Los Angeles, California
P21
Paraoxonases hydrolyze the iodoeicosanoid delta-iodolactone
and attenuate its toxicity in cell cultures
John F. Teiber1, Junhui Xiao1, Gerald L. Kramer1, Dragomir I. Draganov2 , Robert W. Haley1
1
Department of Internal Medicine, Division of Epidemiology, The University of Texas Southwestern Medical
Center, Dallas, TX 75390, USA
2
Department of Metabolism, WIL Research Laboratories, LLC, Ashland, OH 44 805, USA
Delta-iodolactone (δ-IL) is formed in the thyroid as a result of the oxidation of iodide by
thyroperoxidase in the presence of arachidonic acid. In vivo δ-IL inhibits thyroid enlargement
induced by goitrogens. In vitro, both molecular iodine and δ-IL exhibit potent antiproliferative
activity in thyroid cells and it is postulated that δ-IL mediates this activity of iodine. Due to the
structural similarity of δ-IL to known paraoxonase (PON) polyunsaturated fatty acid lactone
substrates, we tested the ability PONs to hydrolyze this lactone. All three recombinant PONs
hydrolyzed δ-IL with rates of hydrolysis in the order PON3>PON1>PON2. δ-IL has two chiral
centers giving rise to four stereoisomers. Only half of the racemic δ-IL preparation we have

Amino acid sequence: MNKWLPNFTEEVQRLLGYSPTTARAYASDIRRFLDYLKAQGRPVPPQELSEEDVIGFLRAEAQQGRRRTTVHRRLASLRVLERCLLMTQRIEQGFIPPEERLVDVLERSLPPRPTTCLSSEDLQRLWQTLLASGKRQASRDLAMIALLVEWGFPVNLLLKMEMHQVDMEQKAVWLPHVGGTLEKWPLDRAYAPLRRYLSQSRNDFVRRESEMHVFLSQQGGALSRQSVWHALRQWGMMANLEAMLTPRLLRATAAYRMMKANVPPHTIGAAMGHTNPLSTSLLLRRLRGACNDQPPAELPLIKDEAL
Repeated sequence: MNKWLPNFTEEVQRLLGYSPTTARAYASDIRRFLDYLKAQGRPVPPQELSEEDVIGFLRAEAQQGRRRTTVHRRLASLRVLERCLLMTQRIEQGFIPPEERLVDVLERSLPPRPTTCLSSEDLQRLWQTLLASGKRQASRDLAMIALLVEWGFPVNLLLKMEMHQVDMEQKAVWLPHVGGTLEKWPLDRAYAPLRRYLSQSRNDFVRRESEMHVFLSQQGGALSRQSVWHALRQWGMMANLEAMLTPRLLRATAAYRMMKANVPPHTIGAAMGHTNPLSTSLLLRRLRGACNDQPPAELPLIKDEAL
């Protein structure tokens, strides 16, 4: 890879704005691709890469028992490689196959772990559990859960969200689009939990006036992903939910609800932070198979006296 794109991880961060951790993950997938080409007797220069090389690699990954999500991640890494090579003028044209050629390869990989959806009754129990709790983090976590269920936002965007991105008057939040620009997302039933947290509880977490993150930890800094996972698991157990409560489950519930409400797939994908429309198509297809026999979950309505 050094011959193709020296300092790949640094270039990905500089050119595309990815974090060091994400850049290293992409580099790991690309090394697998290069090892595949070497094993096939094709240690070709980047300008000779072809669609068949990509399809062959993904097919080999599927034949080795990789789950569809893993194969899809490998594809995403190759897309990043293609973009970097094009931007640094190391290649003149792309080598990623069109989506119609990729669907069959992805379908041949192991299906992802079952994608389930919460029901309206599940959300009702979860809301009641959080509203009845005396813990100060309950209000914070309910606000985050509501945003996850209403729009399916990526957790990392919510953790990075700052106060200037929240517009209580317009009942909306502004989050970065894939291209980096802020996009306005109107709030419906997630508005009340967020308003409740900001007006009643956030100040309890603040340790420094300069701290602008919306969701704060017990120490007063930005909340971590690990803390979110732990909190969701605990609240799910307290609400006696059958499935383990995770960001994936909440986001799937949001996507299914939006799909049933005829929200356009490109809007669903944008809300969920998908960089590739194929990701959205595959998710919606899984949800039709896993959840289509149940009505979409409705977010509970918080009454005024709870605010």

synthesized was hydrolyzed by the PONs even after extended treatment indicating that only
certain δ-IL stereoisomers were substrates for the enzymes. We demonstrate that δ-IL decreases
the viability of several different human cell lines in a dose dependent manner. Compared to
control HEK 293T cells, cells transiently transfected with human PON1 or PON3 exhibited
higher δ-IL lactonase activities and were also protected from δ-IL toxicity. These results suggest
that the PONs may regulate the biological activity of δ-IL and iodine in vivo.
3rd INTERNATIONAL CONFERENCE ON PARAOXONASES
September 7-10, 2008
Los Angeles, California
P22
Role of Paraoxonase 2 in acute gram-negative microbial infection